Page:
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Create the static library project

First, create a "static library" project. We'll call ours GameFramework. (Note that for clarity purposes, we'll only talk about the classes relevant to this article. For following along, feel free to download the accompanying source code).

Let's first sketch out our interface class:

//This class is to provide us with an interface object to our graphics hardware,
//to free us from having specific graphic API calls inside our static library.
class rendererInterface
    //some base level objects can go here

    virtual ~rendererInterface(){};

    //method to create and initialize our hardware
    virtual HRESULT createDevice(HWND, DWORD, DWORD, DWORD, BOOL) = 0;

    //method to destroy it
    virtual void destroyDevice() = 0;

    //method to begin rendering primitives
    virtual HRESULT beginRenderingScene() = 0;

    //method to end rendering primitives
    virtual void endRenderingScene() = 0;

    //method to change the screen clearing color
    virtual void setClearColor(FLOAT, FLOAT, FLOAT, FLOAT) = 0;


//In order to properly follow a kind of OO design, let's create ourselves
//a "factory" object, which is SOLELY responsible for the creation and
//destruction of our rendererInterface object. Note that we made the member
//functions of the rendererInterface object pure virtual, in order to prevent
//the programmer from instantiating this class DIRECTLY.
class rendererFactory
      rendererInterface    *m_pRenderer;
      HINSTANCE           m_hInst;
      HMODULE             m_hDLL;

      rendererFactory(HINSTANCE hInst){ m_hInst = hInst;};
      ~rendererFactory(){ destroyInterface();};

      HRESULT initInterface(TCHAR *szType);
      rendererInterface* getInterface(){ return m_pRenderer; };
      void destroyInterface();

Okay we'll have to do some explainin'...first off, we're just creating a rendererInterface object which is responsible for interfacing with our graphics API. We're setting up an environment within our framework, so that we can abstract our graphics API calls. The rendererFactory object's responsibility is to properly create and destroy our rendererInterface object.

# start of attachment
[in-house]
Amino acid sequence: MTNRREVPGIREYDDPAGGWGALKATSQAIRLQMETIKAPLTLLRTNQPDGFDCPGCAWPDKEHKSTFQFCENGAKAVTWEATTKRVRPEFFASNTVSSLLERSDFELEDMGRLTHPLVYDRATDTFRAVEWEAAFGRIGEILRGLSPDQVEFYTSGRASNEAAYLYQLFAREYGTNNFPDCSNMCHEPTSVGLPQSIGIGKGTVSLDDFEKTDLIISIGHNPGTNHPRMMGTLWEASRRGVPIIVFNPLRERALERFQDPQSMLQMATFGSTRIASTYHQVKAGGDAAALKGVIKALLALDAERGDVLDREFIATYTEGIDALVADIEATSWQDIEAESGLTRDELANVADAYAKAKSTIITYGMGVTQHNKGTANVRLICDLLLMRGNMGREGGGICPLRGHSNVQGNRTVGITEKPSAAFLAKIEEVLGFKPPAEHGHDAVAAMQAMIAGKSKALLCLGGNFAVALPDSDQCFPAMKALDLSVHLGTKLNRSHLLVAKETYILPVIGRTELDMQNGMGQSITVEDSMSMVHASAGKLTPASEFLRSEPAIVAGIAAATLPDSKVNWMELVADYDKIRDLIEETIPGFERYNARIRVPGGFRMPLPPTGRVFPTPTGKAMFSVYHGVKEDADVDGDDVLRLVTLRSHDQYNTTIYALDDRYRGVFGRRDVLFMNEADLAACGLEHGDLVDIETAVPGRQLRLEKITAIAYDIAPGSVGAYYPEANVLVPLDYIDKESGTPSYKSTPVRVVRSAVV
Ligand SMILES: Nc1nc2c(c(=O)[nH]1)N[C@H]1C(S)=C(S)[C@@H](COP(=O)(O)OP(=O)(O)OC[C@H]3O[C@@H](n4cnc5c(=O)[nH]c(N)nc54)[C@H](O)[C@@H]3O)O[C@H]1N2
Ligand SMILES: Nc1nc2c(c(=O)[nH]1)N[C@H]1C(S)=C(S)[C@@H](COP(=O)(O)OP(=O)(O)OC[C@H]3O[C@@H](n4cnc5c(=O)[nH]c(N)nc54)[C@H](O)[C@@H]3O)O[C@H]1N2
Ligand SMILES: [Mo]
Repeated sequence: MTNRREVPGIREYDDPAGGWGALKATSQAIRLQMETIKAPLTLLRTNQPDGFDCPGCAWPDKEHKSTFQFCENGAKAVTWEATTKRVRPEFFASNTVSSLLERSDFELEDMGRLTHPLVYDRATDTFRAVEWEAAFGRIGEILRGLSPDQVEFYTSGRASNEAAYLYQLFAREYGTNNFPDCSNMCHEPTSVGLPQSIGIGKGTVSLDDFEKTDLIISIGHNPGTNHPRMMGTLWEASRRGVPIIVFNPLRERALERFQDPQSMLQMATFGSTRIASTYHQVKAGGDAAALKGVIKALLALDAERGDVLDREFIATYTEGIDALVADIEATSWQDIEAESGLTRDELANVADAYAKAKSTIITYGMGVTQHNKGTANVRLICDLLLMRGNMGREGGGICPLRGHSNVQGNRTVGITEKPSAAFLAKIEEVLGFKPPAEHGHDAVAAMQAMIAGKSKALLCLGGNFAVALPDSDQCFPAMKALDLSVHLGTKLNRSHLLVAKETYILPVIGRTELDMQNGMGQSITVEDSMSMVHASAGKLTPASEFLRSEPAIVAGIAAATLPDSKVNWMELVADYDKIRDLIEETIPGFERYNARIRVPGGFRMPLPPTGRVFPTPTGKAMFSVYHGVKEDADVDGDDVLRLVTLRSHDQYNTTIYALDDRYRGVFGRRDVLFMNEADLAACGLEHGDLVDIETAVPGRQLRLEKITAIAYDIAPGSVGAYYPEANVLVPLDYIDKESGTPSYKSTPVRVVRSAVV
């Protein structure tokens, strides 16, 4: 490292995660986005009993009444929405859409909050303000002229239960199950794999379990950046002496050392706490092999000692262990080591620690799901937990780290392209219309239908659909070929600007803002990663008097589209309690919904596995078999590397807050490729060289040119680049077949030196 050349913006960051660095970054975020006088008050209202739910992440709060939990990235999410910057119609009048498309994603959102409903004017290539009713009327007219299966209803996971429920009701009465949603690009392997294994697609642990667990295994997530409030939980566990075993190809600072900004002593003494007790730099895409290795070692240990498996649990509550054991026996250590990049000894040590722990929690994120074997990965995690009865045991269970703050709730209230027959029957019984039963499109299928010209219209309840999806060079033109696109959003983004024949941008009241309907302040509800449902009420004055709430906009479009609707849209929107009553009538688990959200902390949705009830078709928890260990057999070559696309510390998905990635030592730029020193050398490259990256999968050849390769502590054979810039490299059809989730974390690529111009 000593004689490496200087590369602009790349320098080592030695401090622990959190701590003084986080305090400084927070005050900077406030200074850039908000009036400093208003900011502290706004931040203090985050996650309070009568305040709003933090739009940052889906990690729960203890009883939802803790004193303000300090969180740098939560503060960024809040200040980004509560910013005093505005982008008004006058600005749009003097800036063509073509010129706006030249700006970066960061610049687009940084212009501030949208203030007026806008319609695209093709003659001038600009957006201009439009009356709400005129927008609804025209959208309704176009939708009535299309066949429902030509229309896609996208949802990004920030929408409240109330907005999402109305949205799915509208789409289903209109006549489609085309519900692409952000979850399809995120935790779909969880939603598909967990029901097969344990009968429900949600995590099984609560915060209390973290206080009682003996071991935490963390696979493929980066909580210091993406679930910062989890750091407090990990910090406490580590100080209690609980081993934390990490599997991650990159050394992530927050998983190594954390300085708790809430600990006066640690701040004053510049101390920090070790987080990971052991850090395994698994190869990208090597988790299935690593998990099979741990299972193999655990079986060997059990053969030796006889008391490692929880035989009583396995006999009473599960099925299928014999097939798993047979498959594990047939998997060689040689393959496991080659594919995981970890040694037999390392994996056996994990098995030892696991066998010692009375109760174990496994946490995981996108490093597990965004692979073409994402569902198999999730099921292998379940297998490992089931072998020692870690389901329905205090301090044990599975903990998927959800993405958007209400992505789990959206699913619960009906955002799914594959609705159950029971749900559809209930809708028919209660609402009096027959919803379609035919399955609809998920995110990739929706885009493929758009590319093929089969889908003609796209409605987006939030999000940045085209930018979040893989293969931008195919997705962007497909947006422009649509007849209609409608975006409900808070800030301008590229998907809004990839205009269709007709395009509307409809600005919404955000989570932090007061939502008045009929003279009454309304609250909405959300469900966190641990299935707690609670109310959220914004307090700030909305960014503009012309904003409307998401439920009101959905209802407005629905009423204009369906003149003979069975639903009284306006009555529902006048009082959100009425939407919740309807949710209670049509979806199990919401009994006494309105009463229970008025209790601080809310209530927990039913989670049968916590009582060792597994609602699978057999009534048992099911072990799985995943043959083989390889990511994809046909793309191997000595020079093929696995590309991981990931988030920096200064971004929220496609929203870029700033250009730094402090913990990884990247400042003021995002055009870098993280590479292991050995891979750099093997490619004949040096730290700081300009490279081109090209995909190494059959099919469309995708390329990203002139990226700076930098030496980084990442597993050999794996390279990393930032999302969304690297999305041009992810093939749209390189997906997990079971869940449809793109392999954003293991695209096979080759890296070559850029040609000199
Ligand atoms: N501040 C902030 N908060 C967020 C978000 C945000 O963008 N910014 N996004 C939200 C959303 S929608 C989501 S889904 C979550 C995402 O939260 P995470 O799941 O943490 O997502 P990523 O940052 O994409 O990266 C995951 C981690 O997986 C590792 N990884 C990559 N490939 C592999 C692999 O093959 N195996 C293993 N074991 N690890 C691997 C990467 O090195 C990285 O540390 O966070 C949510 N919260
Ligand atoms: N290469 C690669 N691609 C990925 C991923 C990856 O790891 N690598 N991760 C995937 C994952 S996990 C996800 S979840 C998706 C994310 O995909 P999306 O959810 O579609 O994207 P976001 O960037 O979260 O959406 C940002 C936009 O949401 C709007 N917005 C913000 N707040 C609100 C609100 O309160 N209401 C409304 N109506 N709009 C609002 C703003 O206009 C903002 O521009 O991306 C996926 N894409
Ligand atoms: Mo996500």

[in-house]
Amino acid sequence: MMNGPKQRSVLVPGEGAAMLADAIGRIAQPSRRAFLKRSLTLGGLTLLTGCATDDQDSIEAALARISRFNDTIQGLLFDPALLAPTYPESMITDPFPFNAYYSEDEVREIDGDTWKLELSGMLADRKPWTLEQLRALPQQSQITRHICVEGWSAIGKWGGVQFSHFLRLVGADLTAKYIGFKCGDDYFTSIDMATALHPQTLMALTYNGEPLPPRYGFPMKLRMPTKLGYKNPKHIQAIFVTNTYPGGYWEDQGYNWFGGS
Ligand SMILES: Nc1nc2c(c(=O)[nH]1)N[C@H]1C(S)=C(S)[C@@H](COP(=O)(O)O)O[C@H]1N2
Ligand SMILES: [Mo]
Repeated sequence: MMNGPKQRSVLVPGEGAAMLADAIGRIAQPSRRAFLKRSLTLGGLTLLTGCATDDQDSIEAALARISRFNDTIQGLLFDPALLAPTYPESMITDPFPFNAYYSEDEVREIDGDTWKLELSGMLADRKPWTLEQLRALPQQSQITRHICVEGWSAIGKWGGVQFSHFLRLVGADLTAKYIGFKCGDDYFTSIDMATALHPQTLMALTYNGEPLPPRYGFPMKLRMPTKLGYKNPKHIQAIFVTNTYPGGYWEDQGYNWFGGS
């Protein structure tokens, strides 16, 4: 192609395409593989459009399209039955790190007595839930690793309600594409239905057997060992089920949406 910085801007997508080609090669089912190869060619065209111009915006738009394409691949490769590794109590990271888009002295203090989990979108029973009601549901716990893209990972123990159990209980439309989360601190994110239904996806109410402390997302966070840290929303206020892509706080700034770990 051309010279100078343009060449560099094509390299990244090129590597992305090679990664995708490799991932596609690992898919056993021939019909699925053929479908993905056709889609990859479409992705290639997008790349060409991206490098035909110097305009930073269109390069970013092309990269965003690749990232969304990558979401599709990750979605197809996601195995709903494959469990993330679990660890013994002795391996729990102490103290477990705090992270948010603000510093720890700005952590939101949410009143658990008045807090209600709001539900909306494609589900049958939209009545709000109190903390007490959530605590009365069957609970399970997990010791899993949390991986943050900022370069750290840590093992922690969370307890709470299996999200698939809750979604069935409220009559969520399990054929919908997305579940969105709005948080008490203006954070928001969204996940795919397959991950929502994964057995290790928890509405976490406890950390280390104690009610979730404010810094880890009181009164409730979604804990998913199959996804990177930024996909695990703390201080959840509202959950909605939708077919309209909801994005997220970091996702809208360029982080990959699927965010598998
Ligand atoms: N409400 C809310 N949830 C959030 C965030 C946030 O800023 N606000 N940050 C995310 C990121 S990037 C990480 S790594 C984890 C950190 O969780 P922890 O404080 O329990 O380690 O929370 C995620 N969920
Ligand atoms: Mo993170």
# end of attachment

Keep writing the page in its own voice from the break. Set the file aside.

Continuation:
What are DLL's??

Again, if you're unsure of what DLL's are, then please consider re-reading GameDev.net's other DLL article. Back already? Okay then let's keep going. Within our GameFramework workspace, create a win32 DLL project with NO files, as we'll add them ourselves. For this sample, we'll call it GameD3DRenderer. Again, follow along with the source code, but for the article's sake, we'll just jot down the more pertinent information:

;The following functions are exported from this DLL, in order to
;properly create and destroy our renderer object without worrying about
;name mangling.
LIBRARY    "GameD3DRenderer.dll"

//now in our .cpp file
HRESULT createRendererInterface(rendererInterface **pInterface)
    //convert our interface pointer to a D3DRenderer object
    //note: that in our GameOGLRenderer project, we just
    //need to replace the following class with OGLRenderer
    *pInterface = new D3DRenderer;
    return S_OK;

  return E_FAIL;


// Release our Handle to the class
HRESULT destroyRendererInterface(rendererInterface **pInterface)
    return E_FAIL;
  delete *pInterface;
  *pInterface = 0;
  return S_OK;

The two functions above should be clear enough. We're taking as input the rendererInterface object, which we use to properly create and destroy an instance of our D3DRenderer class, which is the Direct3D implementation of our rendererInterface.


  Static .lib and the DLL

  Source code
  Printable version
  Discuss this article

The Series
  Part I
  Part II
  Part III
  Part IV